Union Leader: “Sununu’s agenda includes legislation to create a stronger regulatory body to control government-sponsored housing enterprises, such as Fannie Mae and Freddie Mac, to ensure that they stay solvent and repay trillions of dollars in debt.” (Union Leader, 1/31/05)

Washington Post: “On Wednesday, Sens. Chuck Hagel of Nebraska, John Sununu of New Hampshire, and Elizabeth Dole of North Carolina introduced legislation that would create a new regulator for Fannie Mae, Freddie Mac, and the Federal Home Loan banks.” (Washington Post, 1/27/05)

· Washington Post: “Proposed legislation would create a federal regulator with authority to sell the assets of Fannie Mae and Freddie Mac if they default. The Senate bill would also give a new regulator power to adjust minimum and risk-based capital standards and to disapprove new lines of business at the two government-chartered mortgage finance companies, Sen. John Sununu (R-N.H.) said. “Among other things, the bill would give the regulator the power to close down a GSE if it encountered a severe financial crisis, as well as authority over any new activities. The bill would require an annual audit of Fannie and Freddie's affordable housing programs, end presidential appointments to the two companies, and require all Home Loan bank directors to be elected.” (Washington Post, 1/27/05)

Roll Call: “In the Senate, John Sununu (R-N.H.) said he believed ‘there’s an excellent chance that the [Senate] Banking [Housing and Urban Affairs] Committee takes up a bill next year. All the accounting problems at Fannie underscore the need for a stronger regulator.’” (Roll Call, 10/4/04)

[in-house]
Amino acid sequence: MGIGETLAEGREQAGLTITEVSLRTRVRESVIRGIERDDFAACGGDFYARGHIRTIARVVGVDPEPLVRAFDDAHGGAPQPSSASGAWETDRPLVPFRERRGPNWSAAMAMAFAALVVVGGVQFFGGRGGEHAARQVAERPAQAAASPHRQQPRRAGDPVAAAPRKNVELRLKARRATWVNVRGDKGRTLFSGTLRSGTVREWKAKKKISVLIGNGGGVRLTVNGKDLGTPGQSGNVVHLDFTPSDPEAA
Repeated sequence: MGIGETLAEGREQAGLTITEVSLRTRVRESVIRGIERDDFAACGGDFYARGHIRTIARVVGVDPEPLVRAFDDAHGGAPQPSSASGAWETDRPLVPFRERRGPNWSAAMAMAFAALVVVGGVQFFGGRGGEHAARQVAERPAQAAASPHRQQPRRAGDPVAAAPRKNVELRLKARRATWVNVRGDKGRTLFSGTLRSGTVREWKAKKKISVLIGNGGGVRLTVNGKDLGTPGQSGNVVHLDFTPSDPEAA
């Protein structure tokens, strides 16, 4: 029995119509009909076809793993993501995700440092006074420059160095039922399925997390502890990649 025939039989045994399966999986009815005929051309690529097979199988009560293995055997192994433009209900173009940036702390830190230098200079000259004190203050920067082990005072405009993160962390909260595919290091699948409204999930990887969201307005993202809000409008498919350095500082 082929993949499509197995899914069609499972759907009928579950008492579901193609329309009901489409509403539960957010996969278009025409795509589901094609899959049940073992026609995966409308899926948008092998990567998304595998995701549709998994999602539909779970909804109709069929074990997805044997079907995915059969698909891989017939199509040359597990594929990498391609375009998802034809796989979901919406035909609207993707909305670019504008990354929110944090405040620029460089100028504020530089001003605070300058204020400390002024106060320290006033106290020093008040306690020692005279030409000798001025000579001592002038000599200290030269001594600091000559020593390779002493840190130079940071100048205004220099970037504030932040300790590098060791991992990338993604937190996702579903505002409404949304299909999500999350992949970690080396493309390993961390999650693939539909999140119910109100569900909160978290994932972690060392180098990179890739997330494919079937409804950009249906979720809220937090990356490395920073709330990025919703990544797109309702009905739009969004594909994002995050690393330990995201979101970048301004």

· Roll Call: “Sununu noted that the Senate Banking panel passed a bill in April to put oversight under the Treasury Department, but the legislation stumbled when House Financial Services cancelled a markup.” (Roll Call, 10/4/04)

· Roll Call: “This time around, however, Fannie Mae can't avoid legislation, Sununu said - even though executives there voluntarily agreed to implement some safety and soundness rules, including increasing the level of capital it keeps on hand.” (Roll Call, 10/4/04)

· Roll Call: “‘If it’s a cynical effort simply to head off legislation yet again, they are going to be very disappointed,’ said Sununu.” (Roll Call, 10/4/04)

Los Angeles Times: “The companies ‘are in a class by themselves,’ with the most potent lobbying force in Washington, said Sen. John Sununu (R-N.H.). Sununu co-sponsored a bill that would strengthen oversight, in response to accounting errors that led to a $5-billion profit restatement by Freddie Mac last year.” (Los Angeles Time, 1/6/04)

Los Angeles Times: “Three Republican senators introduced a bill Thursday to place regulation of Fannie Mae and Freddie Mac, the two biggest U.S. providers of mortgage financing, in the Treasury Department.” (Los Angeles Times, 8/1/03)

· Los Angeles Times: “‘The success of these organizations has a direct effect on the stability of the American economy,’ Sen. Charles Hagel (R-Neb.), one of the sponsors of the bill, said. ‘The new regulator in the Treasury Department would be better equipped to oversee these large financial institutions,’ Hagel said. Sens. Elizabeth Hanford (R-N.C.) and John E. Sununu (R-N.H.) are co-sponsors of the bill.” (Los Angeles Times, 8/1/03)

FLASHBACK: Jeanne Shaheen’s Allies Block Senator Sununu’s Reform Efforts

Senator Chuck Schumer: “Mr. President, this amendment only singles out two companies, Fannie Mae and Freddie Mac, which have an important mission: homeownership in our States, moving out regional imbalances in the mortgage supply, integrating regional mortgage markets. If this amendment is passed, here is what happens: The housing markets are hurt. At a time when we are worried about our housing markets, we are worried about a housing bubble that may burst, we are worried about so many parts of the housing market, to pull the rug out from under, Fannie Mae and Freddie Mac, which have done an incredible job, would make no sense whatsoever.

· Schumer: All the other corporations are not talked about here, just Fannie and Freddie. Therefore, I think this amendment deserves to be defeated.”